Athletes and Supplements

Christie Aschwanden, writing in Slate magazine, tells Olympic, and other athletes to stop taking supplements. Her article is very well written, with a plethora of links to provide background.

She begins by recounting the story of American swimmer Jessica Hardy who tested positive for a banned substance and missed the Olympics and World Championships in 2008. Hardy insisted she had not taken anything illegal.

What Hardy had taken was something called Arginine Extreme, a nutritional supplement made by AdvoCare, a multi-level marketing outfitthat describes itself as a health and wellness company and was one of her sponsors. Though clenbuterol is not listed on the ingredients list, tests presented by Hardy’s defense team showed that the Arginine Extreme supplements did, in fact, contain the drug. (AdvoCare disputes the evidence and denies wrongdoing.) During her arbitration hearing, Hardy convinced the World Anti-Doping Agency that she’d inadvertently ingested clenbuterol via a contaminated supplement, and she received only a one-year suspension instead of the usual two-year ban.

She then moves to the battles between the FDA and supplement manufacturers.

Supplements are risky thanks in part to a piece of legislation passed in 1994 called the Dietary Supplements and Health Education Act. The DSHEA essentially deregulated dietary supplements, including vitamins, herbs, protein shake mixes, nutritional supplements, and other powders and pills that millions of people of all levels of athletic ability might take to improve their health. Most people assume that if a product is available on store shelves, it must be OK. But supplements are not required to be evaluated or proven safe or effective before they’re sold. New rules finalized in 2007 gave the FDA power to regulate the manufacturing and packaging of supplements, but the agency’s ability to police supplement companies remains limited by DSHEA. Its chief author and most powerful advocate is Sen. Orrin Hatch, whose home state of Utah is home to much of the U.S. supplement industry. Hatch, who attributes his good health to the supplements he takes each day, fought a recent amendment to increase the FDA’s ability to regulate the industry.

FDA investigations have repeatedly found safety problems with supplements, including dangerous ingredients—everything from diet pills containing a drug previously pulled from the market due to safety concerns to body-building supplements packed with anabolic steroids. These are hardly isolated cases. A 2004 study found that 18 percent of nutritional supplements purchased in the United States contained undeclared anabolic androgenic steroids. The FDA has also warned consumers about supplements laced with dangerous levels of selenium and chromium. In 2009, college baseball player Jareem Gunter told a Senate hearing that he’d ended up in the hospital with liver failure after taking a body-building supplement, and late last year, the Army set up a probe to investigate whether body-building supplements containing dimethylamylamine, or DMAA, a stimulant that can narrow blood vessels and arteries, were involved in the deaths of two soldiers and liver and kidney damage in others.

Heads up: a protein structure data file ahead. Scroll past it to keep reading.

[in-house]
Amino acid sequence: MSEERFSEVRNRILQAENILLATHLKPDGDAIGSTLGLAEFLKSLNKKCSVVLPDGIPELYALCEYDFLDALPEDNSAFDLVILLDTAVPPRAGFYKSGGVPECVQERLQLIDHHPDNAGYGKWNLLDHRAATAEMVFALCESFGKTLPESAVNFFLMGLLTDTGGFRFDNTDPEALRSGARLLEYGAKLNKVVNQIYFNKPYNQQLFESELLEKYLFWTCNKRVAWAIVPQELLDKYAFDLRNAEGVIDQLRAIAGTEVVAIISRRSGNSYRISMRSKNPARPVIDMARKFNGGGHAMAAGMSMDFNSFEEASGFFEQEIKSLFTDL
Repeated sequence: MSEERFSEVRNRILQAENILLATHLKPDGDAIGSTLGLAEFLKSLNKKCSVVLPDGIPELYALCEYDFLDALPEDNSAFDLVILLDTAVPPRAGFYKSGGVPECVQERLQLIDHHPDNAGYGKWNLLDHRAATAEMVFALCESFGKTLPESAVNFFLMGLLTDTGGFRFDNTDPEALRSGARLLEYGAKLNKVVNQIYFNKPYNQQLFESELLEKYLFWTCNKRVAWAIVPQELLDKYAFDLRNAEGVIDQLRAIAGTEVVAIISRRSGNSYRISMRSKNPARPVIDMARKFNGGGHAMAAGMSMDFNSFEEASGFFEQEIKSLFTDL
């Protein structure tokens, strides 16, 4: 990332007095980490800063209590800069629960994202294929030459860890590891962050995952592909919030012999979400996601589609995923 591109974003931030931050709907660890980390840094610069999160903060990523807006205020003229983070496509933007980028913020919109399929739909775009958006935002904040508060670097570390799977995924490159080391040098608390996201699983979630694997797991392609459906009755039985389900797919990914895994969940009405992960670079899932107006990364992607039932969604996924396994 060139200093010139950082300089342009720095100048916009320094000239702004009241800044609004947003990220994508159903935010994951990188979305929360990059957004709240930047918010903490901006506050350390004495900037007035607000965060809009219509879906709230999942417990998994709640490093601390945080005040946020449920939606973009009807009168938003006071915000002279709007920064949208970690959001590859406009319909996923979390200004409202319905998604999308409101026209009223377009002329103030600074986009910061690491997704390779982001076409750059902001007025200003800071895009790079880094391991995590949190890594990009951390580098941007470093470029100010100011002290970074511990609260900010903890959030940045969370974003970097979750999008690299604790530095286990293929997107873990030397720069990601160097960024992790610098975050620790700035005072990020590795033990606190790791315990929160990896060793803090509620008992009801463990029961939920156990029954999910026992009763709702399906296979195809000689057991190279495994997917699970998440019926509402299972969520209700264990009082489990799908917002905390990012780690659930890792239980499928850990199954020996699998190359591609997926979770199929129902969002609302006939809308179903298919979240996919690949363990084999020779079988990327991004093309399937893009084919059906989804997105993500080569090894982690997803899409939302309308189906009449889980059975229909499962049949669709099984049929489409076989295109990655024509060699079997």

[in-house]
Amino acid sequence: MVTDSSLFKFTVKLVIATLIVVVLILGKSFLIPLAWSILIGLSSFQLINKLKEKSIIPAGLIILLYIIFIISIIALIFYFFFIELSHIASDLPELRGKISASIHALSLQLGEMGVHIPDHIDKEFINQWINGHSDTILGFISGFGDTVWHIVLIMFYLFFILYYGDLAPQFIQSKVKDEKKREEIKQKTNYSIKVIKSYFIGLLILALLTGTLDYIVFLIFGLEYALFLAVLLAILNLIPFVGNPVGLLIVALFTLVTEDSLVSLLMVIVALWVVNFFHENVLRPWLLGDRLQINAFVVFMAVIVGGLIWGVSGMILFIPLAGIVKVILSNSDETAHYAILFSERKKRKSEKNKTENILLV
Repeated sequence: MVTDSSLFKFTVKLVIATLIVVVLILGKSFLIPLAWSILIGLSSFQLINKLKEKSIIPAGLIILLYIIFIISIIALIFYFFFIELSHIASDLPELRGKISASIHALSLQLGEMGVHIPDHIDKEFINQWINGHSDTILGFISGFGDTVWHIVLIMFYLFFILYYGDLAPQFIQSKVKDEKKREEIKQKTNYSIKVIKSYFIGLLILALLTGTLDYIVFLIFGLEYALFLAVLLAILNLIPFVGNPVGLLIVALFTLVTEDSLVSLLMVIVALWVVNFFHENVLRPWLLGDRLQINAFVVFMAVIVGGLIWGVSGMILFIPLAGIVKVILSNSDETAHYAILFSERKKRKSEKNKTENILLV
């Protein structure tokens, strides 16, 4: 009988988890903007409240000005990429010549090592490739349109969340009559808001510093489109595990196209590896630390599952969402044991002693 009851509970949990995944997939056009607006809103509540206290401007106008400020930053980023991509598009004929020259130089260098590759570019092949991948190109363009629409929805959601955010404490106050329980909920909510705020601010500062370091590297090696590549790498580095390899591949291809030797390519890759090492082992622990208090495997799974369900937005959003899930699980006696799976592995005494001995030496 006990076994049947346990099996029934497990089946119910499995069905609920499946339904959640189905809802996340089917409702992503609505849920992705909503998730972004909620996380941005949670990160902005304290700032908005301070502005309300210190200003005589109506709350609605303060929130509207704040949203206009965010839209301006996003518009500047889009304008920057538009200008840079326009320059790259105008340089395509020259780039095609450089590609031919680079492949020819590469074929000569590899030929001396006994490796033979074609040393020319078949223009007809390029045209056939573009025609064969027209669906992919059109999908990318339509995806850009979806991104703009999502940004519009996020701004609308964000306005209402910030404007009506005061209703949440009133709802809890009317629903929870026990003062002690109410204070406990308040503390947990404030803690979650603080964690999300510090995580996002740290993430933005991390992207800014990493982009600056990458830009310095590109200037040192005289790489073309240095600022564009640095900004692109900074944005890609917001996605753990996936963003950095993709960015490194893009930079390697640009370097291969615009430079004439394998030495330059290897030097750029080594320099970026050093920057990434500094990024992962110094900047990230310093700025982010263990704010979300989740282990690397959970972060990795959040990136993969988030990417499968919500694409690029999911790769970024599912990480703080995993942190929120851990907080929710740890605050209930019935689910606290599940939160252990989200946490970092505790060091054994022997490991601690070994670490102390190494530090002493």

Along with the honesty and quality assurance problems in the manufacturing process, there is little if any evidence that the supplements provide any benefit to athletes.

When studies do appear to support supplement companies’ claims, they are usually small and at best can offer only hints of efficacy, not definitive proof. As I learned first-hand during my earnest attempt to study the effects of beer on running, even seemingly robust study designs can lead you to a dodgy conclusion. My study could have easily been interpreted to show that beer made women better runners, but as a participant of the study, I discovered problems in the standard protocols that might not have been apparent otherwise. A series of reports published July 19 in BMJ found “a striking lack of evidence to support claims about improved performance and recovery” made by products aimed at athletes like sports drinks and supplements and concluded that it is “virtually impossible for the public to make informed choices about the benefits and harms of advertised sports products.”

It’s not just an American problem. In Canada, supplements are not regulated but they are popular.

Despite the scarcity of evidence, athletes continue to take supplements at high rates. A 2009 study estimated that 85 percent of elite track and field athletes took supplements, and 87 percent of Canadian athletes who participated in a survey published this year reported taking dietary supplements in the previous six months.

Coaches and athletes are not skilled in dietary science and are easily swayed by big claims from manufacturers. The difference between success and failure at an elite level is miniscule and participants are looking for any legal way to get an edge on the competition. This leaves them open to many types of quackery.

There is much more to Aschwanden’s article. Read it and at least some of the links. With luck, you’ll never take a supplement again.

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